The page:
New legislation to increase Texas student loans

Texas voters approved $500 million to fund student loan programs, meaning more financial aid for students next year after a recent shortage, said the director of scholarships and student financial aid.Nov. 6 marked the day voters approved all of the 21 state propositions for bonds, including funding more money for the College Access Loan Program. The funding will come from the Texas Higher Education Coordinating Board, which was created by the Texas legislature, said Michael Scott, the director of scholarships and student financial aid.

Scott said the College Access Loan is one of the best student loans available for students. He said the interest rates are very low compared to other loans.

Scott said this vote is good news for students and the financial aid office because the office has a shortage of funds for students this year.

“We had to limit the people we gave it to,” Scott said. “There’s just not enough money.”

Scott said with this extra boost in funding, more aid will become available, which means more students can utilize this loan. Students can request larger amounts of aid with a College Access Loan, he said.

“If we had more funding, we could double or increase the amount given out,” Scott said.

Melet Leafgreen, assistant director of loan programs, said this vote also means TCU will get a larger percent of funds from the Coordinating Board in the future.

Leafgreen said this bond vote is especially important for TCU because this is one of the few state bonds that aids private universities. Most state bonds only aid public schools, Leafgreen said.

“Students here deserve the loans as much as state school students,” Leafgreen said.

Leafgreen said the College Access Loan is good for students because it has a fixed interest rate, unlike most loans. She said the rate students have when they take out the loan, is the rate they pay during the loan repayment period. Also, in December 2006, the Coordinating Board removed the $10,000 College Access Loan amount restriction, so students can take out more, Leafgreen said.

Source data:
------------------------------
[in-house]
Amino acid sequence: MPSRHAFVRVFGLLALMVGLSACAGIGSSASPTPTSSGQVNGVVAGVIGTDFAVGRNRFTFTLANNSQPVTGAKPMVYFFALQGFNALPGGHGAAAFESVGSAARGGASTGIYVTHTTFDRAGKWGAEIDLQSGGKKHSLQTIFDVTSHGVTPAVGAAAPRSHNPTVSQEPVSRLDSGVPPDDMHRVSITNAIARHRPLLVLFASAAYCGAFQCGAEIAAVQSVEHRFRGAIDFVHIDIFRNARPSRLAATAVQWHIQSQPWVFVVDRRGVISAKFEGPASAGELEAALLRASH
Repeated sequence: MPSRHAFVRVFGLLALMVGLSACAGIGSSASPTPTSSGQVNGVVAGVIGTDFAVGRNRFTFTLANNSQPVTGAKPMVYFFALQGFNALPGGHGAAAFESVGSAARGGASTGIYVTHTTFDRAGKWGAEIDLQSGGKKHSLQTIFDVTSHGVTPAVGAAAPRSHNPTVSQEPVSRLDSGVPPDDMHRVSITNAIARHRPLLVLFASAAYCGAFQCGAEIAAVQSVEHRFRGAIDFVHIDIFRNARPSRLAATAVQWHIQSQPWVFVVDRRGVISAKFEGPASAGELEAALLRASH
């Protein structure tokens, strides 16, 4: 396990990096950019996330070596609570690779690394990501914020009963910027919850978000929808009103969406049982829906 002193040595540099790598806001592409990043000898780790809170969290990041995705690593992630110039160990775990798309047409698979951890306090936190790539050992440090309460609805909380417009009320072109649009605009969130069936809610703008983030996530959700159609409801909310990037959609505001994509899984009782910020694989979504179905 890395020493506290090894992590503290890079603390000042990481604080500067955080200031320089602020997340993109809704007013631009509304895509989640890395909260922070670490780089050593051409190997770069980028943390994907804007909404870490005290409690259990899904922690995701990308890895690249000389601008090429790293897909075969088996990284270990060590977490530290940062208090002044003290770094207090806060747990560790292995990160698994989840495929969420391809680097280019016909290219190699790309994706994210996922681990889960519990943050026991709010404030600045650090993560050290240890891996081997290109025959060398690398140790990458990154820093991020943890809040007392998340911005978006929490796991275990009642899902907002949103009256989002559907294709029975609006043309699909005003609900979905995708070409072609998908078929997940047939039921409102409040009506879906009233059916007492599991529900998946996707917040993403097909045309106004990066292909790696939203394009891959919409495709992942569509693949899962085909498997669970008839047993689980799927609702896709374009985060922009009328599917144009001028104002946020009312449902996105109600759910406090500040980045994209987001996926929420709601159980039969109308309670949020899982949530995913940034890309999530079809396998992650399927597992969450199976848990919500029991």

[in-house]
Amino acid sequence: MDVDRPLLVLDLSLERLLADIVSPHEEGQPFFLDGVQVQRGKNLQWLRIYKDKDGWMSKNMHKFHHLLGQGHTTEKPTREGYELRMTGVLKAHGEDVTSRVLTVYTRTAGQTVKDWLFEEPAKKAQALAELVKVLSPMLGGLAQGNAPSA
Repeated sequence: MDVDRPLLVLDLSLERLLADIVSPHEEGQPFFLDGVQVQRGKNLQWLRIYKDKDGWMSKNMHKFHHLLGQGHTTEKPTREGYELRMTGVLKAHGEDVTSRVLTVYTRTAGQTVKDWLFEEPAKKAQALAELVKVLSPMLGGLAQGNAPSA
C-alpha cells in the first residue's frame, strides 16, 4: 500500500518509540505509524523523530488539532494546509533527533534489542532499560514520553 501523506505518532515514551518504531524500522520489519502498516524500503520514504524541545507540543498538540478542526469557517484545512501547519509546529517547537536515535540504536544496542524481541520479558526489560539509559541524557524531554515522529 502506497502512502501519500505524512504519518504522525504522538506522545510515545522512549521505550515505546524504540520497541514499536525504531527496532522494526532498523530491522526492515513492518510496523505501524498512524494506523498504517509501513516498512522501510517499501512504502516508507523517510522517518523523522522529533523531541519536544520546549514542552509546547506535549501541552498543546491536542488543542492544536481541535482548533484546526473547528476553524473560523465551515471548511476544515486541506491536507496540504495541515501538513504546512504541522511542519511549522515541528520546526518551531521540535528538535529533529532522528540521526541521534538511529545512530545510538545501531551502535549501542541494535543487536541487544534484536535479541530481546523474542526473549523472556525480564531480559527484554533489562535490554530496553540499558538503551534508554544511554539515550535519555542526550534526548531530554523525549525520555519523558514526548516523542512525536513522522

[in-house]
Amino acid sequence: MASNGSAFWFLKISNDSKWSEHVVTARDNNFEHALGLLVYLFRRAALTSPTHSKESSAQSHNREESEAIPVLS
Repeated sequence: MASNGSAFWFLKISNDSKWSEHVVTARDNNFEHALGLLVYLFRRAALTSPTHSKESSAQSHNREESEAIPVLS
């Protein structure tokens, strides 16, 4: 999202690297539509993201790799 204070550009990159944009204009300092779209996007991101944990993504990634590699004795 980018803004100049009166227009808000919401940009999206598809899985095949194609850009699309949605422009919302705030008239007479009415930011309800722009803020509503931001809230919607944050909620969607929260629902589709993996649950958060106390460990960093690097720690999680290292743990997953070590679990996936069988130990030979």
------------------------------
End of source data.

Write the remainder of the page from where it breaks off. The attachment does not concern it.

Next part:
Leafgreen said this loan is funded two to three years at a time. She said this vote was a “hot button” because educational funding is hard to find.

“It’s good people voted for this bond so they can have a say in where their tax money goes,” Leafgreen said.

Scott said it was important that college students went to vote because it can affect the amount of aid students receive in the future.

Leafgreen agreed that freshmen who voted affected their own future aid amount.

Scott said the bond capital comes from the state, so taxpayers are not paying for it. He said it is an “investment vehicle,” and the bonds will be bought by investors.

Leafgreen said there is no downside to this vote. She said some people may not want the state involved in funding education and may want its attention and money geared elsewhere, but said few feel that way.

Ashanti Williams, a senior modern dance major, said she definitely would have voted if she had known about the vote. Williams said she took out a College Access Loan her sophomore and junior year after doing research on the financial aid Web site.

Williams said she was happy with the loan and hopes other students will have access to it next year.

“It helped me out in my situation,” Williams said.

Leafgreen said this bond vote shows how important education is to people. She said people at TCU believe in the power of education, a quality education and where that education will take them.